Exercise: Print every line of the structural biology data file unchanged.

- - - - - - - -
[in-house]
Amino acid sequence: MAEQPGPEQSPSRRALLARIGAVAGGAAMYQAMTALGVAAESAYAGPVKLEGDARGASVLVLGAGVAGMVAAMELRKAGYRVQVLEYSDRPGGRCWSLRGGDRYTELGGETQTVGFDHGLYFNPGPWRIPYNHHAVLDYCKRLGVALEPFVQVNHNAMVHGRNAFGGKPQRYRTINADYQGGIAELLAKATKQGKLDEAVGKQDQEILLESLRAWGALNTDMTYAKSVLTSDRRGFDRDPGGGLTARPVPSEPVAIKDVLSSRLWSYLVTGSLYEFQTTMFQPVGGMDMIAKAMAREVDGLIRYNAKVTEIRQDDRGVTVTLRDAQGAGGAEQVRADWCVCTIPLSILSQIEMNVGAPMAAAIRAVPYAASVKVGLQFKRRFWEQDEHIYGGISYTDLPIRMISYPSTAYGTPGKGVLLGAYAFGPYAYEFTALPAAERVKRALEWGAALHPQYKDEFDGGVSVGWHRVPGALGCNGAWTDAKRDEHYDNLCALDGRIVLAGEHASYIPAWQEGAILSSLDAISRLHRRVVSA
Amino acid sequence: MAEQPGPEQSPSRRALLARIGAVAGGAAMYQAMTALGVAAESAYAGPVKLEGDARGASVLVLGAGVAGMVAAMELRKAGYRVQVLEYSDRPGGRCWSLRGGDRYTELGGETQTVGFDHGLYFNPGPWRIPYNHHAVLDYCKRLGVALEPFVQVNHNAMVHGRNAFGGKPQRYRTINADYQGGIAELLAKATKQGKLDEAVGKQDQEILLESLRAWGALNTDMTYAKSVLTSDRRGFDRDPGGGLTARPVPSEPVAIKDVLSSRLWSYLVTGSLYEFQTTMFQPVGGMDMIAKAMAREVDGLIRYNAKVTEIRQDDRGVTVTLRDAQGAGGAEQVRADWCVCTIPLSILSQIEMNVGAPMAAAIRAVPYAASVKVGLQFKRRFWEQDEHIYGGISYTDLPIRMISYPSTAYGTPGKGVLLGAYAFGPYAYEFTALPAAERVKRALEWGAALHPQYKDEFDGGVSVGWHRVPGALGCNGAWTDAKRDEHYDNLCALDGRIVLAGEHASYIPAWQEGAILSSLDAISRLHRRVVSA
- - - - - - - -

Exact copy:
[in-house]
Amino acid sequence: MAEQPGPEQSPSRRALLARIGAVAGGAAMYQAMTALGVAAESAYAGPVKLEGDARGASVLVLGAGVAGMVAAMELRKAGYRVQVLEYSDRPGGRCWSLRGGDRYTELGGETQTVGFDHGLYFNPGPWRIPYNHHAVLDYCKRLGVALEPFVQVNHNAMVHGRNAFGGKPQRYRTINADYQGGIAELLAKATKQGKLDEAVGKQDQEILLESLRAWGALNTDMTYAKSVLTSDRRGFDRDPGGGLTARPVPSEPVAIKDVLSSRLWSYLVTGSLYEFQTTMFQPVGGMDMIAKAMAREVDGLIRYNAKVTEIRQDDRGVTVTLRDAQGAGGAEQVRADWCVCTIPLSILSQIEMNVGAPMAAAIRAVPYAASVKVGLQFKRRFWEQDEHIYGGISYTDLPIRMISYPSTAYGTPGKGVLLGAYAFGPYAYEFTALPAAERVKRALEWGAALHPQYKDEFDGGVSVGWHRVPGALGCNGAWTDAKRDEHYDNLCALDGRIVLAGEHASYIPAWQEGAILSSLDAISRLHRRVVSA
Amino acid sequence: MAEQPGPEQSPSRRALLARIGAVAGGAAMYQAMTALGVAAESAYAGPVKLEGDARGASVLVLGAGVAGMVAAMELRKAGYRVQVLEYSDRPGGRCWSLRGGDRYTELGGETQTVGFDHGLYFNPGPWRIPYNHHAVLDYCKRLGVALEPFVQVNHNAMVHGRNAFGGKPQRYRTINADYQGGIAELLAKATKQGKLDEAVGKQDQEILLESLRAWGALNTDMTYAKSVLTSDRRGFDRDPGGGLTARPVPSEPVAIKDVLSSRLWSYLVTGSLYEFQTTMFQPVGGMDMIAKAMAREVDGLIRYNAKVTEIRQDDRGVTVTLRDAQGAGGAEQVRADWCVCTIPLSILSQIEMNVGAPMAAAIRAVPYAASVKVGLQFKRRFWEQDEHIYGGISYTDLPIRMISYPSTAYGTPGKGVLLGAYAFGPYAYEFTALPAAERVKRALEWGAALHPQYKDEFDGGVSVGWHRVPGALGCNGAWTDAKRDEHYDNLCALDGRIVLAGEHASYIPAWQEGAILSSLDAISRLHRRVVSA